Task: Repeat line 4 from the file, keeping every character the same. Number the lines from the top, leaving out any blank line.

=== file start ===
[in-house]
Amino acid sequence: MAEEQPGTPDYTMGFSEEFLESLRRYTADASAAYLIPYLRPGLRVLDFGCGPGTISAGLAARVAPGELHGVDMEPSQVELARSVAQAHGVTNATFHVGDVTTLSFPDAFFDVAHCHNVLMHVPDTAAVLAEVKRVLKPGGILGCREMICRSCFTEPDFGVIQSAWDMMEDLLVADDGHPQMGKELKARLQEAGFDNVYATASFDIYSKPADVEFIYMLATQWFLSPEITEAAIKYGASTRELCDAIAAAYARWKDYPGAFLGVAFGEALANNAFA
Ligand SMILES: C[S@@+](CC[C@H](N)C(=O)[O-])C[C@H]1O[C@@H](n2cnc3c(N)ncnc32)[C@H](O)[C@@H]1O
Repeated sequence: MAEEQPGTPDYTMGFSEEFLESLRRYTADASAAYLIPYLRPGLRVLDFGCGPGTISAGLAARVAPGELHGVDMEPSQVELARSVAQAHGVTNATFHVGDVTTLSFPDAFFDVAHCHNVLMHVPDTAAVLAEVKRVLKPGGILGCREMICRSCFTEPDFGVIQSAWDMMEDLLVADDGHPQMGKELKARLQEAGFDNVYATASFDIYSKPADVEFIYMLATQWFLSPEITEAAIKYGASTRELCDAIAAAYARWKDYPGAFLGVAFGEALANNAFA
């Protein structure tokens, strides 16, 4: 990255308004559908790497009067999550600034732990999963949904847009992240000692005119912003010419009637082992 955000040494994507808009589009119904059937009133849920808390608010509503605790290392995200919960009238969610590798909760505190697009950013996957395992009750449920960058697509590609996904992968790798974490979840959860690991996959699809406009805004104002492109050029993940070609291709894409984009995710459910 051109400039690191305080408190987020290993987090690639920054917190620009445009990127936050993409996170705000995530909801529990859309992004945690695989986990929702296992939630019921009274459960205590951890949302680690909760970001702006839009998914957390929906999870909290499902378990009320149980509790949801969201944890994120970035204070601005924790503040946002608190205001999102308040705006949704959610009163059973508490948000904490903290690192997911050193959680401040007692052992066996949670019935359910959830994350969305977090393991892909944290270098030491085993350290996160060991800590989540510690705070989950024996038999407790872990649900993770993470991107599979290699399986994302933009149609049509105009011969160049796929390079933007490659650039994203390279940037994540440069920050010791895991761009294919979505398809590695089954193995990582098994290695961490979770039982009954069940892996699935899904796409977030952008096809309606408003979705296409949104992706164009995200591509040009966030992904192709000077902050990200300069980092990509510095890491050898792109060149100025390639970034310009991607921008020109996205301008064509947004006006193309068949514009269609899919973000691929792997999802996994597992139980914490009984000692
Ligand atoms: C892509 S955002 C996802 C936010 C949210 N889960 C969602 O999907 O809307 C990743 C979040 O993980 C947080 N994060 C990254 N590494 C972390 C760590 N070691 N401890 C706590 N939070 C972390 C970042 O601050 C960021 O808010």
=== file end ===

Repeated sequence: MAEEQPGTPDYTMGFSEEFLESLRRYTADASAAYLIPYLRPGLRVLDFGCGPGTISAGLAARVAPGELHGVDMEPSQVELARSVAQAHGVTNATFHVGDVTTLSFPDAFFDVAHCHNVLMHVPDTAAVLAEVKRVLKPGGILGCREMICRSCFTEPDFGVIQSAWDMMEDLLVADDGHPQMGKELKARLQEAGFDNVYATASFDIYSKPADVEFIYMLATQWFLSPEITEAAIKYGASTRELCDAIAAAYARWKDYPGAFLGVAFGEALANNAFA